The failure of love might account for most of the suffering in the         world.
The girl was going over her global studies homework   
in the air where she drew the map with her finger 

touching the Gobi desert,
the Plateau of Tibet in front of her,

and looking through her transparent map backwards
I did suddenly see,
how her left is my right, and for a moment I understood.

Contemporary British Art – Irina Starkova

In the words of one writer, “Born in Moscow, 1987, Irina currently resides between London and Monaco. From an early age, Irina became interested in photography and the art of processing and developing film. Her oil on canvas work is largely figurative, with inspiration from Chuck Close and Lucian Freud.
Birds and insects preserve well – their feathers and gentle wings remain beautifully intact, though lifeless. Starkova wanted to convey these ephemeral moments of stillness, usually only captured by the most skillful of wildlife photographers, through various mediums present in the exhibition.
Irina Starkova’s search for the understanding of this chapter of existence led her to push the boundaries of her interest in nature photography. There is a fascinating dichotomy in the specimens she was able to view. Majestic Golden Eagles, rainbow-like parrots and gentle butterflies, all seemingly alive, yet frozen in a momentary beauty – notions of the transient nature of time and manifested conclusion of death become intertwined, brought to life by the antique art of taxidermy.”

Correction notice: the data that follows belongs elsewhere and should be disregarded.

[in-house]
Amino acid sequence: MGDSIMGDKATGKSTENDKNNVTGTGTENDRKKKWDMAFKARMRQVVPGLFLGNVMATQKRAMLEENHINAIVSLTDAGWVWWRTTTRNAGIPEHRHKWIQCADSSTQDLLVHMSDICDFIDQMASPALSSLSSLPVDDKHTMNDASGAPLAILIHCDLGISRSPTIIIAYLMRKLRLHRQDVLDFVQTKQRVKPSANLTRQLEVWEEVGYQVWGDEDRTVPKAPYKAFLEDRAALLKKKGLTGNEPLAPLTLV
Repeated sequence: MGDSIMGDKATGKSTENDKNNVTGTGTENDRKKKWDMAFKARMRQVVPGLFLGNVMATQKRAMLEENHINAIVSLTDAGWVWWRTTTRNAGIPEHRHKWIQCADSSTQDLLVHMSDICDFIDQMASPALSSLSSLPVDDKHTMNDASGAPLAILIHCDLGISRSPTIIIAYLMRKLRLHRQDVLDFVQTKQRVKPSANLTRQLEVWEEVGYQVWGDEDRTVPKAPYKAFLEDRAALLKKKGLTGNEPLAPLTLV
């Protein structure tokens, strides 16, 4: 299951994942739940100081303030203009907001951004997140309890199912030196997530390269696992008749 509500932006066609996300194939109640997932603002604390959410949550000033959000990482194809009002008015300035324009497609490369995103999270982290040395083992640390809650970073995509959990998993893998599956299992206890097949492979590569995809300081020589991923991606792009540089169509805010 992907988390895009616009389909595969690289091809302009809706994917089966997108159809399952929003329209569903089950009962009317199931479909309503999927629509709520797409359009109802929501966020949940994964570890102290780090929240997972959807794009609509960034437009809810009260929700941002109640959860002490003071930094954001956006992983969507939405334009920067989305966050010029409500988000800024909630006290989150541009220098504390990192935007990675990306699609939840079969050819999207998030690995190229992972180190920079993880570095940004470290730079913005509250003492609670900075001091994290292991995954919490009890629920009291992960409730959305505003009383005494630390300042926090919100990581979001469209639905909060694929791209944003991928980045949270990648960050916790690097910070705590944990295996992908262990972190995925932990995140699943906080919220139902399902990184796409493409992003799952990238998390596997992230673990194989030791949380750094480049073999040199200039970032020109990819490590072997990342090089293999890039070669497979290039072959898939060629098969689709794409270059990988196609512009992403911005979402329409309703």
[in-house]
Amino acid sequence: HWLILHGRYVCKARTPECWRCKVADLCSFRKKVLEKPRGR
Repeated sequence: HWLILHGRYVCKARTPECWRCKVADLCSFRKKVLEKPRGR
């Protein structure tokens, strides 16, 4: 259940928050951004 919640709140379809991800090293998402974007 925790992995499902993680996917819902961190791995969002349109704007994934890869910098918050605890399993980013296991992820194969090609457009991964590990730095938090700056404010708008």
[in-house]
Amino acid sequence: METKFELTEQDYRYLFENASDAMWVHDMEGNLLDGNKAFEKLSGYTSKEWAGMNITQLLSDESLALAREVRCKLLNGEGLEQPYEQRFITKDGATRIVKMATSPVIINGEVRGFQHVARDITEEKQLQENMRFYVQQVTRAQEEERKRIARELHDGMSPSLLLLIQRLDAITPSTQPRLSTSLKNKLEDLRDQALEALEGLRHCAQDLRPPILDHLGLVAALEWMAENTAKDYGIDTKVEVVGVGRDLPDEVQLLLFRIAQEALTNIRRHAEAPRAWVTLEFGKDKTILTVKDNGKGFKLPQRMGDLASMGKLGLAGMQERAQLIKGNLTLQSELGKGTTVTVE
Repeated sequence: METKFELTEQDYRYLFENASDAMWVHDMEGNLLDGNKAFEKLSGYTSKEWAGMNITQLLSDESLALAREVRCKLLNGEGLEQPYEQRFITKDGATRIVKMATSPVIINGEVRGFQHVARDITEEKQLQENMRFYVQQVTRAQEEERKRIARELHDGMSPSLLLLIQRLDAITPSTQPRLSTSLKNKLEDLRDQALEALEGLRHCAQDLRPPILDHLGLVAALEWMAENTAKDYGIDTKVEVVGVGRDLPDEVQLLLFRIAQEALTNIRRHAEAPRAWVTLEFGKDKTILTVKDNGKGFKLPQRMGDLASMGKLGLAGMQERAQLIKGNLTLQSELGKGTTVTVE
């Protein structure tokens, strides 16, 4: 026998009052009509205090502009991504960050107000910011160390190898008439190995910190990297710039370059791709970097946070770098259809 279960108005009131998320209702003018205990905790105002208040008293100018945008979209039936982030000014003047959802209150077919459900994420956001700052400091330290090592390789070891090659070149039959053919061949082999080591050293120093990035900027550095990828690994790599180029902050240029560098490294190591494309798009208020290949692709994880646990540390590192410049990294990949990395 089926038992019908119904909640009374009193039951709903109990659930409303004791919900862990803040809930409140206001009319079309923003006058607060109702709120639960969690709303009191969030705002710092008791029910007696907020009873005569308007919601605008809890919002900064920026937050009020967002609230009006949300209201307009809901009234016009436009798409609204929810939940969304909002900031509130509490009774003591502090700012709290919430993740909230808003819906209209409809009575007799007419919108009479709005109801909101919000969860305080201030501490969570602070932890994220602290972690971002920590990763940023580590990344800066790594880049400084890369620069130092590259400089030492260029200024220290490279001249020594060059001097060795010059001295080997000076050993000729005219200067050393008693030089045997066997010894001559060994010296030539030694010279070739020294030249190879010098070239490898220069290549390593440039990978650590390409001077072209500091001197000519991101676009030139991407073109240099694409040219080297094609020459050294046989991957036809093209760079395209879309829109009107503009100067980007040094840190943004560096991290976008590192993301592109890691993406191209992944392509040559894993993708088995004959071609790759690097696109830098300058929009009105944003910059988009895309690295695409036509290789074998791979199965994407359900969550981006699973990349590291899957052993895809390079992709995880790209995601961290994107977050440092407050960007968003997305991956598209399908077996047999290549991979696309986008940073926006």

Below – “Fight or Flight”; “Aviary”; “Golden Eagle with Halo (red and blue)”; “Ad infinitum”; “In Full Flight”; “Face in the Sand.”

Musings in Winter: Virginia Alison

“What am I searching for? Maybe its the beliefs I had as a child, that the world is a nice place, that people are genuinely who they say they are, that life is not simply what it is, where the sun shines and the stars glitter for me. Where am I going? I do not know but maybe I am just searching for those beliefs that lead to a happy ending.”

A Fourth Poem for Today

“Spring Day [Bath]”
By Amy Lowell

The day is fresh-washed and fair, and there is a smell of tulips and narcissus in the air.
The sunshine pours in at the bath-room window and bores through the water in the bath-tub in lathes and planes of greenish-white. It cleaves the water into flaws like a jewel, and cracks it to bright light.
Little spots of sunshine lie on the surface of the water and dance, dance, and their reflections wobble deliciously over the ceiling; a stir of my finger sets them whirring, reeling. I move a foot and the planes of light in the water jar. I lie back and laugh, and let the green-white water, the sun-flawed beryl water, flow over me. The day is almost too bright to bear, the green water covers me from the too bright day. I will lie here awhile and play with the water and the sun spots.